There is a growing number of first-time homebuyers who are relocating much further away from cities such as Toronto and Vancouver in order to escape the high cost of big-city housing. These homebuyers are bypassing the traditional suburbs for “exurbs,” towns that are near secondary municipalities and beyond a reasonable commute to the large urban centres. 

By choosing a home in the exurbs, first time homebuyers have much better purchasing power and can afford a house for a similar or even less price than that of a small condo. According to Phil Soper, CEO of Royal LePage, eight of the 10 fastest appreciating Canadian exurbs are in Ontario, led by areas surrounding Windsor, London, Kitchener-Waterloo-Cambridge, Kingston, Niagara/St. Catharines, Hamilton, Belleville/Trenton and Guelph. In British Columbia, exurbs have grown in the Hope Valley and Kamloops regions outside of Vancouver. Businesses are also accommodating this migration by opening offices and using technology that allows knowledge workers to locate just about anywhere, said Soper.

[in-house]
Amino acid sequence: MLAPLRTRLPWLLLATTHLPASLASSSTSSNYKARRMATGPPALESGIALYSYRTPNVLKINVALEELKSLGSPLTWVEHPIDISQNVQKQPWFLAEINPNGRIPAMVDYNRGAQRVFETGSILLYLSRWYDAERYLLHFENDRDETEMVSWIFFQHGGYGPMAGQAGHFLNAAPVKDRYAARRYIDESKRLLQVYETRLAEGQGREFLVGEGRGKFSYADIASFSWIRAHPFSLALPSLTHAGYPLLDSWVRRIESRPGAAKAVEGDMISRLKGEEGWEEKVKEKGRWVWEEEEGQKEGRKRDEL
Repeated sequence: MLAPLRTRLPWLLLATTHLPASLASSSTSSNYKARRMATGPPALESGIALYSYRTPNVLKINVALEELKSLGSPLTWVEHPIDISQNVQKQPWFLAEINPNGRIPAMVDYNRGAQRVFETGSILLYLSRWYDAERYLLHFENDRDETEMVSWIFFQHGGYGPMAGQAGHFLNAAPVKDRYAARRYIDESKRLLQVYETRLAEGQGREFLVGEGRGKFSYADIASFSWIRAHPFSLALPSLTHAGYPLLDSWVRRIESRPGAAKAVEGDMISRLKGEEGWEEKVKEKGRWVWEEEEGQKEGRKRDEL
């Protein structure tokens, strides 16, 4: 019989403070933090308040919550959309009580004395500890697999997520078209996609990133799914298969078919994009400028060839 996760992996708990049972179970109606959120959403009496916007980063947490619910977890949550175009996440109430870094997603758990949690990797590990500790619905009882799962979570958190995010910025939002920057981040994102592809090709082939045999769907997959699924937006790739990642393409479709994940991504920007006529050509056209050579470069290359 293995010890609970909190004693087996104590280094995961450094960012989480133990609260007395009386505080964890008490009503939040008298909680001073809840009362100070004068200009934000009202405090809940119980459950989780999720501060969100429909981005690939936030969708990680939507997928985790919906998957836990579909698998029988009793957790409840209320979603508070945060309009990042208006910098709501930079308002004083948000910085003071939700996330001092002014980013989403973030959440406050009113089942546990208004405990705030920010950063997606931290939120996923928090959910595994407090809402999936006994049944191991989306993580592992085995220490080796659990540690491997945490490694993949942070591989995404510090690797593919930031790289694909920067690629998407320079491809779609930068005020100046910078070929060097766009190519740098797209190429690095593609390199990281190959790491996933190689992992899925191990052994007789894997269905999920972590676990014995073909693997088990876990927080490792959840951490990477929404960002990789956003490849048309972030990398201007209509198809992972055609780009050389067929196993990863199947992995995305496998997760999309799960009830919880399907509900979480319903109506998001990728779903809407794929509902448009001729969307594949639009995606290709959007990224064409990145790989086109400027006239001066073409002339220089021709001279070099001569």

A recent poll from Genworth Canada and Royal LePage showed that the majority of buyers in Toronto, Vancouver, and Montreal are worried that their down payment will not be enough. Many adults have continued to live with their parents in order to save for a home of their own however this has delayed many from downsizing. Relocating in these urban centres comes at a high price and baby boomers are looking at following their offspring to these secondary cities. 

Millennials are responding to the lure of lower prices, says Christopher Alexander, executive vice-president of ReMax. “They’re looking for whatever they can afford and the good news is a majority of millennials still see home ownership as a good investment and they’re doing what they can to get into the market and start building equity,” he said. “So if they can find work in another city where they can afford to buy they’ll do it.”

Source: The Star